Open Austin categorizes projects into four stages:
Open Austin also supports community members who act as outside contributors to ongoing open source projects whose leadership teams aren’t part of Open Austin.
The experiment stage is all about exploring problems or ideas. Open Austin should have plenty of projects at the experiment stage. Most projects will end at this stage, and that’s okay.
- Do something and tell us about it. Open an issue at https://github.com/open-austin/project-ideas/issues and tag it with Experiment.
- Tell us if you need any resources to get started (hosting, mockup tools, etc.)
- Come to an Open Austin event and work on share your project
The alpha stage is about making sure your project solves a person’s/group’s problem. This is the point at which a project becomes an “approved” Open Austin project.
- Identify a project’s owner(s)
- Get approval from an Open Austin coreteam member
- What problem the project tries to solve
- Who the users are
- List the project on open-austin.org/projects. Check our guide on how to add a listing to the projects page.
- Go through a code/architecture review
- What is the architecture of your project? We may suggest that you make changes to the architecture.
- How do you deploy the project?
The beta stage is about getting “more users” and “more feedback.” The project should be looking for more users and recording more metrics.
- You should look for government or community partners, if applicable
- Start polishing the app
- Have a sense of what metrics you’ll be recording and using to measure impact
- Plan some launch event
A project becomes official when it’s polished, well known, has a community partner, and the project leaders have a good sense of the impact of the project.
- Have a launch event! Congratulations, you’ve done an awesome job, and now it’s time to enjoy your work.
- Have your metrics for usage and impact readily available.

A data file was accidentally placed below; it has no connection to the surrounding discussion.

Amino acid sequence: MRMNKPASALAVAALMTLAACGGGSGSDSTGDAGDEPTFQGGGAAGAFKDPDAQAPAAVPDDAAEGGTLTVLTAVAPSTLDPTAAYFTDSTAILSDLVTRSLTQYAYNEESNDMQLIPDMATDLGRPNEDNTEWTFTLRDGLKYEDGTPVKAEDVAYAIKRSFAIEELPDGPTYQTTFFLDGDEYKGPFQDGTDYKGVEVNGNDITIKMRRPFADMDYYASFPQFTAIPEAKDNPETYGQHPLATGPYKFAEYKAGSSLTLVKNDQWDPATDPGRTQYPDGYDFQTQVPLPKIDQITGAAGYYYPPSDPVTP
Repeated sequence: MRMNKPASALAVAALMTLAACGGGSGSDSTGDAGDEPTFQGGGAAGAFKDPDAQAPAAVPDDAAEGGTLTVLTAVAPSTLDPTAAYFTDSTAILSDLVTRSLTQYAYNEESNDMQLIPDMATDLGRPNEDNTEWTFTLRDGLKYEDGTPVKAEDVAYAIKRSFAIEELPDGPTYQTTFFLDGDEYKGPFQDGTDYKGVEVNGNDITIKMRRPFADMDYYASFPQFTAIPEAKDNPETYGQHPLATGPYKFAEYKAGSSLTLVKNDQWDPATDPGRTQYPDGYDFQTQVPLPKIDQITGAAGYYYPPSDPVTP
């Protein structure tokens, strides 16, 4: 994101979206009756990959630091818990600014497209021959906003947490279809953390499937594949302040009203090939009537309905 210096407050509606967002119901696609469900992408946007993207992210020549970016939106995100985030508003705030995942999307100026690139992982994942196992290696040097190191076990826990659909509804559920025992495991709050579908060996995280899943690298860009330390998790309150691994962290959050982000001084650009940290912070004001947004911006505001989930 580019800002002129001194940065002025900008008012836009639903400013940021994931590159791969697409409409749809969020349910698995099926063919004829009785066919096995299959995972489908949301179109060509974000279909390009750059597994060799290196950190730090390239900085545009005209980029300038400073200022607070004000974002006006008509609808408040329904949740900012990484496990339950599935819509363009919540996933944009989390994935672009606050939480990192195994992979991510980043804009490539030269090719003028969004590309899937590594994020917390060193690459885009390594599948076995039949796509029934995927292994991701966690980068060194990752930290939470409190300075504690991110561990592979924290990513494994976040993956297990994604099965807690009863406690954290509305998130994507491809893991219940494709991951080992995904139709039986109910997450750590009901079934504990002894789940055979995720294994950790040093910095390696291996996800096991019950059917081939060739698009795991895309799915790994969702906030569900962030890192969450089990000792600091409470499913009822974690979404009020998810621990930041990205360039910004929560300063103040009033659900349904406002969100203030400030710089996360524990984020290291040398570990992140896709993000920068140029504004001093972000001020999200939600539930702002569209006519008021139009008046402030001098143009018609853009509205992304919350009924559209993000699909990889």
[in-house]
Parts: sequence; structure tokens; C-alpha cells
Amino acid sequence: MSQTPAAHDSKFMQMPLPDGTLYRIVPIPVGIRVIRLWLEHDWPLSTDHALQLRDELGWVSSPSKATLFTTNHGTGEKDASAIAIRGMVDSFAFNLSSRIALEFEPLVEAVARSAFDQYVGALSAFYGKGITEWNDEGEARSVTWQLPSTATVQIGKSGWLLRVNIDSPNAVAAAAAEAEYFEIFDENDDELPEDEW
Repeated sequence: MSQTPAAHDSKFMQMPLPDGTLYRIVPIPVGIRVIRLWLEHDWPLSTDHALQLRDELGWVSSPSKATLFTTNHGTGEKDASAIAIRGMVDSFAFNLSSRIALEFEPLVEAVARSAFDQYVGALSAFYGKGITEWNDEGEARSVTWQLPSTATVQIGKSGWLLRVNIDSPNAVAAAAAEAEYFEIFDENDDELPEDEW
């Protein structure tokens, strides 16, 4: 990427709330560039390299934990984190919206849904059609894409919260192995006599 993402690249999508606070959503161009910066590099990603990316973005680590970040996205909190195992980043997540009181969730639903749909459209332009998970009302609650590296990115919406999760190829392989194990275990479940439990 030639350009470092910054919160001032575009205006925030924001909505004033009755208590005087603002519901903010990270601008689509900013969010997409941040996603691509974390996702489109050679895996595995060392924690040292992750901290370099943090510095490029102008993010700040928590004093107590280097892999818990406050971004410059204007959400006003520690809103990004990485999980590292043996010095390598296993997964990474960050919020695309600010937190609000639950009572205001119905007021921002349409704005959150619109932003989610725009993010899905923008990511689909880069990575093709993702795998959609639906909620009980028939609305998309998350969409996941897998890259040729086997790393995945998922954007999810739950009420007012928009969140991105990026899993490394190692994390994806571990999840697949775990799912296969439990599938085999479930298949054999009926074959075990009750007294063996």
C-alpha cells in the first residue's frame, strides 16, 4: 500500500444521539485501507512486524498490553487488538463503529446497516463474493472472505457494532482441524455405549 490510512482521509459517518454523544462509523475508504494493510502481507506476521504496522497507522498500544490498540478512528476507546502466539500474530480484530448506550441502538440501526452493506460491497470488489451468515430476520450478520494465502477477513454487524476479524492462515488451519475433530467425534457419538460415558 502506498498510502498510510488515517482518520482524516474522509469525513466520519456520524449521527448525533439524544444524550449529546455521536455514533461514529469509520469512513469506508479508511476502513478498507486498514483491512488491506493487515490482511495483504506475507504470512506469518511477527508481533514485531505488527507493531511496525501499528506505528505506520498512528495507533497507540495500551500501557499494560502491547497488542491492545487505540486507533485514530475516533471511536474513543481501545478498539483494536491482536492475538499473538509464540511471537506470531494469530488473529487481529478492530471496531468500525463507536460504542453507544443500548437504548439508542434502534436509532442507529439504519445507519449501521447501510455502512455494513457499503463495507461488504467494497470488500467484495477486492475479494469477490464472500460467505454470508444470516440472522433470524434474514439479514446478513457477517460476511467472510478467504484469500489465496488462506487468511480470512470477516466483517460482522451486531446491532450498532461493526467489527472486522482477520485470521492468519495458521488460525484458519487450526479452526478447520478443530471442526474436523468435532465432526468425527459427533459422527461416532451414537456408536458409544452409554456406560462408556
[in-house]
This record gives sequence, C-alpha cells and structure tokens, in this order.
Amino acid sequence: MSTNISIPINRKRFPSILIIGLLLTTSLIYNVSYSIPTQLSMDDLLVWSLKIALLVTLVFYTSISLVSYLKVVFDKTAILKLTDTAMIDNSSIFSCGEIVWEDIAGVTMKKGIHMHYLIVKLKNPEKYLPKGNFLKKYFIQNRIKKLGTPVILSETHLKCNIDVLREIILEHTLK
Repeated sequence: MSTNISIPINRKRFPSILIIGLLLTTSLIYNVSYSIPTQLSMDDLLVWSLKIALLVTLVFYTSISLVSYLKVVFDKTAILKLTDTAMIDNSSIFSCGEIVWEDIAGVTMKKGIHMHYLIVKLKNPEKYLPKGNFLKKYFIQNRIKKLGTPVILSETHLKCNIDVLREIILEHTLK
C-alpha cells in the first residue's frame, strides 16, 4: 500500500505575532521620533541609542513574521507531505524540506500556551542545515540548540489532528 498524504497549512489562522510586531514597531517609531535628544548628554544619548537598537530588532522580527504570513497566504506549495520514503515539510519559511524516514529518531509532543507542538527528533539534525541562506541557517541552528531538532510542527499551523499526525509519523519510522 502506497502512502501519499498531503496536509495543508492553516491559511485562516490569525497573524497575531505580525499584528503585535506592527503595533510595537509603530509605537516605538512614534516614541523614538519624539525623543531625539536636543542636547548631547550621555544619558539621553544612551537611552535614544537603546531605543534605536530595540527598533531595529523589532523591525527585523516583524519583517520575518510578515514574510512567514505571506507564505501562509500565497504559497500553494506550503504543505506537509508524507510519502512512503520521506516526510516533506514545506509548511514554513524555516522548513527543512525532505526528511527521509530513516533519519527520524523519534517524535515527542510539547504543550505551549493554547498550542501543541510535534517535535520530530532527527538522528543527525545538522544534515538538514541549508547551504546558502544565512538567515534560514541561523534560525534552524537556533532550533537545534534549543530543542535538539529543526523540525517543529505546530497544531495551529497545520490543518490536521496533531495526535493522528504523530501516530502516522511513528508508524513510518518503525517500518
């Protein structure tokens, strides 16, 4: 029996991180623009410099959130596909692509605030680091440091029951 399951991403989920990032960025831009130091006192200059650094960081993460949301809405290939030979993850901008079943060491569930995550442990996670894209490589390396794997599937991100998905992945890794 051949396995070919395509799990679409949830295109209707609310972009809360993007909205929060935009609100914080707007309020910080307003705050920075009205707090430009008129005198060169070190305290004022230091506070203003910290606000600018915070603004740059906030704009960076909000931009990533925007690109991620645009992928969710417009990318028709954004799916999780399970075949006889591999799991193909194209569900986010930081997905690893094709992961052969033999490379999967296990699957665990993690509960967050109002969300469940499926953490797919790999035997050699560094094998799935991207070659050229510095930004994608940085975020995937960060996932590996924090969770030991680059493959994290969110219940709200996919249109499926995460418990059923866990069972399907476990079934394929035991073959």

Often the best way to use open source technology to solve a civic problem is by improving a tool that’s already being managed or developed by someone outside Open Austin. When you make outside contributions to open source projects, you may not want to use Open Austin’s project management process, or you might want to choose only the parts that make sense for your work. In that case, Open Austin is still available as a setting to share ideas and seek collaborators.
When you bring an outside project to an Open Austin event, it should still be consistent with Open Austin’s code of conduct.
I have a project that I’m already working on. Can Open Austin endorse my project?
Yes! Follow the steps listed in moving from experiment to alpha.
Also, Open Austin can do more than just endorse your project. We can provide you with:
- Access to discounted or free technical resources like Heroku, Azure, and CartoDB through Code for America’s brigade program.
- Feedback and user testing.
- Code and technical architecture reviews.
Does my project have to be open source?
All Open Austin projects beyond the experiment stage should be open source. As far as choosing a license, choose whichever one fits your project best. Our projects have used the Unlicense (public domain), the MIT License and the GNU GPL.
I have an idea for a project, but don’t know how to make it or don’t have the time to make it.
Even if you don’t have the resources to make your project, you can still invite other people to work on it by opening an issue at https://github.com/open-austin/project-ideas.
I don’t have a project. How can I help?
Check out the ideas at https://github.com/open-austin/project-ideas/issues, or check our experimental issues list at helpwanted.team.